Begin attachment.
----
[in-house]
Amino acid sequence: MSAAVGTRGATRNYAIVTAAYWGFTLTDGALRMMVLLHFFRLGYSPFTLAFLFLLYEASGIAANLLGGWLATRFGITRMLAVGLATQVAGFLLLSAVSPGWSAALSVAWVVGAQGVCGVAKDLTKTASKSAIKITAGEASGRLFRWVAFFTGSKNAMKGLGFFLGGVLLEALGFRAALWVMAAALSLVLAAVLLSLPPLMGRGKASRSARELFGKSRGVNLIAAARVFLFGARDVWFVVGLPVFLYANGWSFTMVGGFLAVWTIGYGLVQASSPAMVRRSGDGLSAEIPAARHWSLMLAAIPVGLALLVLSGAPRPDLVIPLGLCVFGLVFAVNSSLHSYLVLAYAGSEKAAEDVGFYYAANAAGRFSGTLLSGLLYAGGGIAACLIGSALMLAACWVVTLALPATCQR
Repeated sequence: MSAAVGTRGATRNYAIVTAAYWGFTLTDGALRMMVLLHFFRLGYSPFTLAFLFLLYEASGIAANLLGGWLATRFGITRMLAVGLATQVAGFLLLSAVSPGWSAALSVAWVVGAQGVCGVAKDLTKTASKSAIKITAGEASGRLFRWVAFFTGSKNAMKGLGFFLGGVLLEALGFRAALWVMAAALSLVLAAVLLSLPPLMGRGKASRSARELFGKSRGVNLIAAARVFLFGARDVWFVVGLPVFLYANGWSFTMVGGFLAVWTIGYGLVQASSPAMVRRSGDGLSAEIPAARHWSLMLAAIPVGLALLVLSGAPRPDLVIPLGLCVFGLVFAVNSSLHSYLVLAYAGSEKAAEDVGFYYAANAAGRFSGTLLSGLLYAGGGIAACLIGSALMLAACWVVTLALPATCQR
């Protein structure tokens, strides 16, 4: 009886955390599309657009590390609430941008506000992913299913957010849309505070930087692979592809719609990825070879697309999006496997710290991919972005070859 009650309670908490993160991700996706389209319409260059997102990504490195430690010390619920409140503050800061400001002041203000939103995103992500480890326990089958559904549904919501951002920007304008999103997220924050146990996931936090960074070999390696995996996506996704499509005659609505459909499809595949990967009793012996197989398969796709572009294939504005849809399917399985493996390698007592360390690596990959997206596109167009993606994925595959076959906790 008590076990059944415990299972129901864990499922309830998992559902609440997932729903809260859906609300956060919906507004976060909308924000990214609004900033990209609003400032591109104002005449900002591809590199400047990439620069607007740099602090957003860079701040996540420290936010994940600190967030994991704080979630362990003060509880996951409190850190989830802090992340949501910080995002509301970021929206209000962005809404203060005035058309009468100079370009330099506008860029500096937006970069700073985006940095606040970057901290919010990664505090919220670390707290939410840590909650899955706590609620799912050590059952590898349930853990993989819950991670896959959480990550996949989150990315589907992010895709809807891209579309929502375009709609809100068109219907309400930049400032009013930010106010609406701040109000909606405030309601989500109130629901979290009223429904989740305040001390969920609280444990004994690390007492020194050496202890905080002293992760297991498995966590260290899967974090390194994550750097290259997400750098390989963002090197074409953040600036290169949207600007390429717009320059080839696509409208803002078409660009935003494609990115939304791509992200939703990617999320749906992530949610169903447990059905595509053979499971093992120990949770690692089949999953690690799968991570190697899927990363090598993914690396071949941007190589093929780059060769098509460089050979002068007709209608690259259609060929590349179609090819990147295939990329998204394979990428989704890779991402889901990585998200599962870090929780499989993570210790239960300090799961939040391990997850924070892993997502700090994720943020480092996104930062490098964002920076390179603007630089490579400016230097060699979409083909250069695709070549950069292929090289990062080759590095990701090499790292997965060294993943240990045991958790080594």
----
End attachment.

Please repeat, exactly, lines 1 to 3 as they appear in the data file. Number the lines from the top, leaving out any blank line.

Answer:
[in-house]
Amino acid sequence: MSAAVGTRGATRNYAIVTAAYWGFTLTDGALRMMVLLHFFRLGYSPFTLAFLFLLYEASGIAANLLGGWLATRFGITRMLAVGLATQVAGFLLLSAVSPGWSAALSVAWVVGAQGVCGVAKDLTKTASKSAIKITAGEASGRLFRWVAFFTGSKNAMKGLGFFLGGVLLEALGFRAALWVMAAALSLVLAAVLLSLPPLMGRGKASRSARELFGKSRGVNLIAAARVFLFGARDVWFVVGLPVFLYANGWSFTMVGGFLAVWTIGYGLVQASSPAMVRRSGDGLSAEIPAARHWSLMLAAIPVGLALLVLSGAPRPDLVIPLGLCVFGLVFAVNSSLHSYLVLAYAGSEKAAEDVGFYYAANAAGRFSGTLLSGLLYAGGGIAACLIGSALMLAACWVVTLALPATCQR
Repeated sequence: MSAAVGTRGATRNYAIVTAAYWGFTLTDGALRMMVLLHFFRLGYSPFTLAFLFLLYEASGIAANLLGGWLATRFGITRMLAVGLATQVAGFLLLSAVSPGWSAALSVAWVVGAQGVCGVAKDLTKTASKSAIKITAGEASGRLFRWVAFFTGSKNAMKGLGFFLGGVLLEALGFRAALWVMAAALSLVLAAVLLSLPPLMGRGKASRSARELFGKSRGVNLIAAARVFLFGARDVWFVVGLPVFLYANGWSFTMVGGFLAVWTIGYGLVQASSPAMVRRSGDGLSAEIPAARHWSLMLAAIPVGLALLVLSGAPRPDLVIPLGLCVFGLVFAVNSSLHSYLVLAYAGSEKAAEDVGFYYAANAAGRFSGTLLSGLLYAGGGIAACLIGSALMLAACWVVTLALPATCQR